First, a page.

Merchants need to rethink how they manage credit and debit card data – and realise they can gain better business insights from the information they glean without having to keep card numbers.
These are some of the insights gained from a new security brief issued by RSA, the security division of EMC. The brief details how advanced security technologies can be combined with emerging outsourced services to relieve merchants of the growing burden of storing electronic payment card information and includes advice from experts at RSA, First Data Corporation and Visa.
When it comes to maintaining credit card data, merchants face increasing challenges as IT demands expand, PCI requirements escalate and credit card thieves grow more sophisticated. Within this environment, the new RSA Security Brief introduces a model for outsourcing credit card data security called “secure payment services".
Secure payment services transfer safeguarding card information to outside service providers, improving electronic card data security while simultaneously reducing the time, complexity and cost of achieving PCI compliance for merchants.
“The benefits of secure payment services can be significant. We believe many merchants will move to an outsourced services model by 2015,” says Karel Rode, principal consultant at RSA Southern Africa “As the merchant responsibilities associated with storing payment card data continue to increase, these new centralised repositories allow merchants to preserve all the marketing and operational advantages of tracking card information while transferring a large portion of the risk by removing the card numbers from the merchant’s card environment.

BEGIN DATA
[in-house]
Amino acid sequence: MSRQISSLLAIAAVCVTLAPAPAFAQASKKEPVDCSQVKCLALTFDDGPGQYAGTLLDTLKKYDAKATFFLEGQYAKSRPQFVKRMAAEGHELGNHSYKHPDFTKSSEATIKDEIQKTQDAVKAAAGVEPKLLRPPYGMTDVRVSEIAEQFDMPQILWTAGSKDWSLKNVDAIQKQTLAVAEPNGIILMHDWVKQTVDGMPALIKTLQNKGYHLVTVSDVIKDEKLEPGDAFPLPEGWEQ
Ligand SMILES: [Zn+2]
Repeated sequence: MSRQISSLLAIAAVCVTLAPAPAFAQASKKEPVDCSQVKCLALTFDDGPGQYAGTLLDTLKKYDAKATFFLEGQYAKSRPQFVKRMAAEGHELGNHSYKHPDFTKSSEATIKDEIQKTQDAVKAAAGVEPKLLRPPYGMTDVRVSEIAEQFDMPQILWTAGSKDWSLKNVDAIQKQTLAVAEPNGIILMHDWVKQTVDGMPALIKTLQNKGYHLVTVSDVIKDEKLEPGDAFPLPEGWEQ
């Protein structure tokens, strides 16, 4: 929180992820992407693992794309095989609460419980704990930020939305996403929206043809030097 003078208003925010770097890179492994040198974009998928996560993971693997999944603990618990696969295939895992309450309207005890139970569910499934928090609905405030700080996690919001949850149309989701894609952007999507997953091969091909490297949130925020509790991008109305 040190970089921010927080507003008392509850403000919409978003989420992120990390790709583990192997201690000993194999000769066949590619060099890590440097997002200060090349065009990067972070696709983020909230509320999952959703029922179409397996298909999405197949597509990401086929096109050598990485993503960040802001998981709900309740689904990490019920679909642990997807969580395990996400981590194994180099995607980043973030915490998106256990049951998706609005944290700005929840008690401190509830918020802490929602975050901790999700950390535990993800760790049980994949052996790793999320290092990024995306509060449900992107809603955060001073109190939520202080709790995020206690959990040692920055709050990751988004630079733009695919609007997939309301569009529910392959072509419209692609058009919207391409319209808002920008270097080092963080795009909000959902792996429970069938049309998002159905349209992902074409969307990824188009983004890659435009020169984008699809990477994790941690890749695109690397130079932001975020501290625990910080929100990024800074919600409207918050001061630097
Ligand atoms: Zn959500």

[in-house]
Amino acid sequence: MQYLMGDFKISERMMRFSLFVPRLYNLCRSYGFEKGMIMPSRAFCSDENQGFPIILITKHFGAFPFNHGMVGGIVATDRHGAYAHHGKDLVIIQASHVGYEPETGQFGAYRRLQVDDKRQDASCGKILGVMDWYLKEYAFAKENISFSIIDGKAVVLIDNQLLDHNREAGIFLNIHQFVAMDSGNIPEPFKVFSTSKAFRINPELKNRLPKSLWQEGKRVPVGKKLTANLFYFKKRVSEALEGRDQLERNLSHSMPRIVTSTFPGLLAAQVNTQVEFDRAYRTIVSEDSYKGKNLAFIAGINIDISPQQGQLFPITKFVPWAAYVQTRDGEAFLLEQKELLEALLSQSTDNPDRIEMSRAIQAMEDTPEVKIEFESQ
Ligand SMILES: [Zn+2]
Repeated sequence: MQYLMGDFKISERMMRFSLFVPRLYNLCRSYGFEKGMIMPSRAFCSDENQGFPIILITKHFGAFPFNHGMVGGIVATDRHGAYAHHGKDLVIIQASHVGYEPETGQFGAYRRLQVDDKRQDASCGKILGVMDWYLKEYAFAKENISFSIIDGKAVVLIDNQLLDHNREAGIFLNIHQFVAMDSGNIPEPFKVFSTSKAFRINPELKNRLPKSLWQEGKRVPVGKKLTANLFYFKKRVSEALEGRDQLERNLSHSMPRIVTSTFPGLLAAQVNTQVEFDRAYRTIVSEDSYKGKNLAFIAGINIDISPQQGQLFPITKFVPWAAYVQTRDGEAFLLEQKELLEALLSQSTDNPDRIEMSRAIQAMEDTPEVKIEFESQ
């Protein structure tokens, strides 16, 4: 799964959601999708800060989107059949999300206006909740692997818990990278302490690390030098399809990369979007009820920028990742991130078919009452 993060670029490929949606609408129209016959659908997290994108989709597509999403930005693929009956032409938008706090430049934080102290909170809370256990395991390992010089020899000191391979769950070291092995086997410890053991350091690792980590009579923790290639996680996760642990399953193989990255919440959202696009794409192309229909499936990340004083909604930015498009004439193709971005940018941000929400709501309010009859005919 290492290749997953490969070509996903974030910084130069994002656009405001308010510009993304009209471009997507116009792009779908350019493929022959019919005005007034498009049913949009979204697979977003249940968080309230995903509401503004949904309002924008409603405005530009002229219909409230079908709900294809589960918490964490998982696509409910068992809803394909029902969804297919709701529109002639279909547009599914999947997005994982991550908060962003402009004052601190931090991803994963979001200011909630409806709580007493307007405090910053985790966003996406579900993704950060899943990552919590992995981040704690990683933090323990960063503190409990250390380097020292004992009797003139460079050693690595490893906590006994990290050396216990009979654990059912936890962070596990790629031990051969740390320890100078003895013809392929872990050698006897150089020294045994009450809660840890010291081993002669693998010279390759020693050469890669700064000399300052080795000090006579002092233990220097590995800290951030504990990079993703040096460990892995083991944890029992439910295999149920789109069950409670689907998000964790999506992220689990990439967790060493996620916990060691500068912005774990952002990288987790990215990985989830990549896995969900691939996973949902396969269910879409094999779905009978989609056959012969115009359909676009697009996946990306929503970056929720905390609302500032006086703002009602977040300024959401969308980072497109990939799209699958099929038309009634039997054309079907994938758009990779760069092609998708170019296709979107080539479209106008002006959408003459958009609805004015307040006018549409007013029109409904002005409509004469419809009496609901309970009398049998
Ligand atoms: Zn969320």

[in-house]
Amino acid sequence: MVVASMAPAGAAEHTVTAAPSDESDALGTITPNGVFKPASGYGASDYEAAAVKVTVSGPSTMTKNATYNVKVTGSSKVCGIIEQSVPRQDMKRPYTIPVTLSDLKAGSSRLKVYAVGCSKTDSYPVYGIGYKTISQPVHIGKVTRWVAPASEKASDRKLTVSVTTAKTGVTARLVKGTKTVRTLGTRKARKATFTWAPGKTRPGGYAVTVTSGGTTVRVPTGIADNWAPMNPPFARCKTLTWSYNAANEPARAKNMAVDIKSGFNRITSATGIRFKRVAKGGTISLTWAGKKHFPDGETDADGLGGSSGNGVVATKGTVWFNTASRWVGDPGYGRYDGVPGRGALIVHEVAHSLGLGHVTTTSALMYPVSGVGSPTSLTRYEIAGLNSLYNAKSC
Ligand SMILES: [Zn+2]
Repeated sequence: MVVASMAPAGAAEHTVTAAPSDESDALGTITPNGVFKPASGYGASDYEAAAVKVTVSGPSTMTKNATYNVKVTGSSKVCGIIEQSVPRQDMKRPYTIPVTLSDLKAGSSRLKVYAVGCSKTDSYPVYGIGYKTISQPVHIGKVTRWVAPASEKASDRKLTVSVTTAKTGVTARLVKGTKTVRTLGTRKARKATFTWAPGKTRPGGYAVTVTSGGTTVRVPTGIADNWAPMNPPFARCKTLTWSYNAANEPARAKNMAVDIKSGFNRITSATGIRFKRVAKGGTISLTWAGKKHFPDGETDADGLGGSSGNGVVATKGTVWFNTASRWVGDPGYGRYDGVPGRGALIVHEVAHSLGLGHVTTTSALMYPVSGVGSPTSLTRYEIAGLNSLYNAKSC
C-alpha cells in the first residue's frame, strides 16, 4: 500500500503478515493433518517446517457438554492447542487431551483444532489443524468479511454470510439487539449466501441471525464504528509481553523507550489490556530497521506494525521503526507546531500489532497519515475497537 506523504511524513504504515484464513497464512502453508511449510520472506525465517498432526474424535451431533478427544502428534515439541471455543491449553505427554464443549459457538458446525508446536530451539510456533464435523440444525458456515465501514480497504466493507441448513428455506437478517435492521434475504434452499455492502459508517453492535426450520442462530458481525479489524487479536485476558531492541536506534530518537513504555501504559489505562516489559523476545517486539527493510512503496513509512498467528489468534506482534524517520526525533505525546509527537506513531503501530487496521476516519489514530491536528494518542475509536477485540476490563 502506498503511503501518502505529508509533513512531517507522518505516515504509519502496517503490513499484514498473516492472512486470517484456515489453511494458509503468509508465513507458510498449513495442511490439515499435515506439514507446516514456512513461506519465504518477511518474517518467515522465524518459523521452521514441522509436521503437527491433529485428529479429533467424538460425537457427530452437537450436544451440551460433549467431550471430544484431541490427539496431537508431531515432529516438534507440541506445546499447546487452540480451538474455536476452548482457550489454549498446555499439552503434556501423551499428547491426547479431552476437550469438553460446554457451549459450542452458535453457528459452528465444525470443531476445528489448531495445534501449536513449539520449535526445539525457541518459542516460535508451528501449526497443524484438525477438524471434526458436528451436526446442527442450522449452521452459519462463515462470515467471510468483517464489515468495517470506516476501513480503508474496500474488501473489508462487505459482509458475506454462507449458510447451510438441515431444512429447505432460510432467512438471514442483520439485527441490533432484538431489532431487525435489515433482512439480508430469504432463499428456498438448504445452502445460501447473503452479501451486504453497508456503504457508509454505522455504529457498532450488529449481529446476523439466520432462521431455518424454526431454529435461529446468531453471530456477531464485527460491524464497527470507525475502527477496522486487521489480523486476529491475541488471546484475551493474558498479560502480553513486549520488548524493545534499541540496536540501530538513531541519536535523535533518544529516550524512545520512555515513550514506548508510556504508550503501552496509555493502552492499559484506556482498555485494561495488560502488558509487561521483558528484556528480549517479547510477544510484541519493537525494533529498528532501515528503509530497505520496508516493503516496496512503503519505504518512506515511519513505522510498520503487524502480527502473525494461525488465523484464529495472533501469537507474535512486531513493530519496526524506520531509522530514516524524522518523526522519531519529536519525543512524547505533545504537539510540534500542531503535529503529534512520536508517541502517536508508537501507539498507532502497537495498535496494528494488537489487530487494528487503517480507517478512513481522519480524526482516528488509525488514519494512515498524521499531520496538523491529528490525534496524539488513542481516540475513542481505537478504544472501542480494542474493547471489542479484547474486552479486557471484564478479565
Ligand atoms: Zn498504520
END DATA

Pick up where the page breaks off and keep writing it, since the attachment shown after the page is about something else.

"This shift will create a new industry standard for securely processing credit, debt and other payment card transactions.”
The RSA brief outlines how next-generation payment processing services take advantage of end-to-end data encryption and a newer technology called “tokenisation".
Data encryption obscures card numbers by scrambling them in a reversible format. Tokenisation replaces card numbers altogether with safe proxies that can’t be fraudulently used for purchases, but still allow merchants to track and analyse the customer purchasing behaviours associated with each payment card.
The security brief describes a model for using end-to-end encryption and tokenisation together to render card numbers unusable when intercepted by thieves.
“Secure payment services based on encryption and tokenisation will radically transform how most merchants handle payment card data,” says Sam Curry, RSA’s chief technologist. “Just as bank accounts insured by the FDIC provided a better way for people to save cash than stashing it inside their mattresses, this new generation of outsourced secure payment card services will provide a way for merchants to track and use payment card data that is vastly superior to keeping actual card numbers within the enterprise.”